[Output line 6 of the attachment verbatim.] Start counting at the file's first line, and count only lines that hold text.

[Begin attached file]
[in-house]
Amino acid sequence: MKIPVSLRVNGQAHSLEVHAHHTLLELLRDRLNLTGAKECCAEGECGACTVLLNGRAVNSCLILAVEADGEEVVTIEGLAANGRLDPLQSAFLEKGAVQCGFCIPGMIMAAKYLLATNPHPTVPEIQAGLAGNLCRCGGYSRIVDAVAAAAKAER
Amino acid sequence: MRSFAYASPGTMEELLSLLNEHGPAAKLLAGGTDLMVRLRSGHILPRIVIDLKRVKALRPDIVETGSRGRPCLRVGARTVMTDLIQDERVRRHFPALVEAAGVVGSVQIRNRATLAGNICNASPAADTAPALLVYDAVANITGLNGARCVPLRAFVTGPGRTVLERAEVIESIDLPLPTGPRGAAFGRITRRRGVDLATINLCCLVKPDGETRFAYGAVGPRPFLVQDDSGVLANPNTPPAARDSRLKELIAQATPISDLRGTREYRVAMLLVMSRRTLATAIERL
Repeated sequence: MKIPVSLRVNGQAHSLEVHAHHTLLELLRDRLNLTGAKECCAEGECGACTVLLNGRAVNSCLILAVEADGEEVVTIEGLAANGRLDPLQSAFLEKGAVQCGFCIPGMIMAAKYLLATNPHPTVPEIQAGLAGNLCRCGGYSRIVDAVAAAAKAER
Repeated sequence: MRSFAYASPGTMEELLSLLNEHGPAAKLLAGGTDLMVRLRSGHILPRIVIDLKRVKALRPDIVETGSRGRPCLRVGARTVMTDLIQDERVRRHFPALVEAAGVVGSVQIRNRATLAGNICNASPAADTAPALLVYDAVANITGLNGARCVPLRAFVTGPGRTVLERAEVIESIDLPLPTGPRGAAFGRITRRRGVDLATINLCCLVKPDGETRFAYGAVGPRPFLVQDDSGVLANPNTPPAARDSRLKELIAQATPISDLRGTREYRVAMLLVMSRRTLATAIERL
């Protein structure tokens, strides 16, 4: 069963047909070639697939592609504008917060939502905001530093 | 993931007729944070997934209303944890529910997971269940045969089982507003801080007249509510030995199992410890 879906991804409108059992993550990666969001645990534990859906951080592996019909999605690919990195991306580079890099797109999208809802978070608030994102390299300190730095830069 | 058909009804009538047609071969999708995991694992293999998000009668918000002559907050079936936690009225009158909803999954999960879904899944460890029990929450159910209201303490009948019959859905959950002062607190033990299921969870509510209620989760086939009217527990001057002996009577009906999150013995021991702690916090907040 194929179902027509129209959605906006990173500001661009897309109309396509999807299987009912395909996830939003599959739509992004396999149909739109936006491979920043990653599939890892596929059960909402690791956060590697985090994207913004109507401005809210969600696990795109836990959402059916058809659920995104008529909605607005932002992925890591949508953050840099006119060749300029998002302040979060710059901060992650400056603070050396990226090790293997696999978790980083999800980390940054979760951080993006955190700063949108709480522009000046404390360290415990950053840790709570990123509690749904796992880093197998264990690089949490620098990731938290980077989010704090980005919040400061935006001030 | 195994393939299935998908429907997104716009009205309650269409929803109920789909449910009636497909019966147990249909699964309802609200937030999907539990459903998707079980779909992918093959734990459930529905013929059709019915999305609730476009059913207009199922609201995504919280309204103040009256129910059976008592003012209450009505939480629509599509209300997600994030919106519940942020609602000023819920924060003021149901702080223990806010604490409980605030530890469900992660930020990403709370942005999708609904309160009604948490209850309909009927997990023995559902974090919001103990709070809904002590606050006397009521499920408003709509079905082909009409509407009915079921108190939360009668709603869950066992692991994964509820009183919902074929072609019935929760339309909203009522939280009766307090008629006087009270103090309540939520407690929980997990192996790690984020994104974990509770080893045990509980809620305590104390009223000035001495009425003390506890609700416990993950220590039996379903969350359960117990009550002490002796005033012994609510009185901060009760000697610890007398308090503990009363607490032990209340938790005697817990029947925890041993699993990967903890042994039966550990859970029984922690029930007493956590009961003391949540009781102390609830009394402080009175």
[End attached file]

């Protein structure tokens, strides 16, 4: 069963047909070639697939592609504008917060939502905001530093 | 993931007729944070997934209303944890529910997971269940045969089982507003801080007249509510030995199992410890 879906991804409108059992993550990666969001645990534990859906951080592996019909999605690919990195991306580079890099797109999208809802978070608030994102390299300190730095830069 | 058909009804009538047609071969999708995991694992293999998000009668918000002559907050079936936690009225009158909803999954999960879904899944460890029990929450159910209201303490009948019959859905959950002062607190033990299921969870509510209620989760086939009217527990001057002996009577009906999150013995021991702690916090907040 194929179902027509129209959605906006990173500001661009897309109309396509999807299987009912395909996830939003599959739509992004396999149909739109936006491979920043990653599939890892596929059960909402690791956060590697985090994207913004109507401005809210969600696990795109836990959402059916058809659920995104008529909605607005932002992925890591949508953050840099006119060749300029998002302040979060710059901060992650400056603070050396990226090790293997696999978790980083999800980390940054979760951080993006955190700063949108709480522009000046404390360290415990950053840790709570990123509690749904796992880093197998264990690089949490620098990731938290980077989010704090980005919040400061935006001030 | 195994393939299935998908429907997104716009009205309650269409929803109920789909449910009636497909019966147990249909699964309802609200937030999907539990459903998707079980779909992918093959734990459930529905013929059709019915999305609730476009059913207009199922609201995504919280309204103040009256129910059976008592003012209450009505939480629509599509209300997600994030919106519940942020609602000023819920924060003021149901702080223990806010604490409980605030530890469900992660930020990403709370942005999708609904309160009604948490209850309909009927997990023995559902974090919001103990709070809904002590606050006397009521499920408003709509079905082909009409509407009915079921108190939360009668709603869950066992692991994964509820009183919902074929072609019935929760339309909203009522939280009766307090008629006087009270103090309540939520407690929980997990192996790690984020994104974990509770080893045990509980809620305590104390009223000035001495009425003390506890609700416990993950220590039996379903969350359960117990009550002490002796005033012994609510009185901060009760000697610890007398308090503990009363607490032990209340938790005697817990029947925890041993699993990967903890042994039966550990859970029984922690029930007493956590009961003391949540009781102390609830009394402080009175």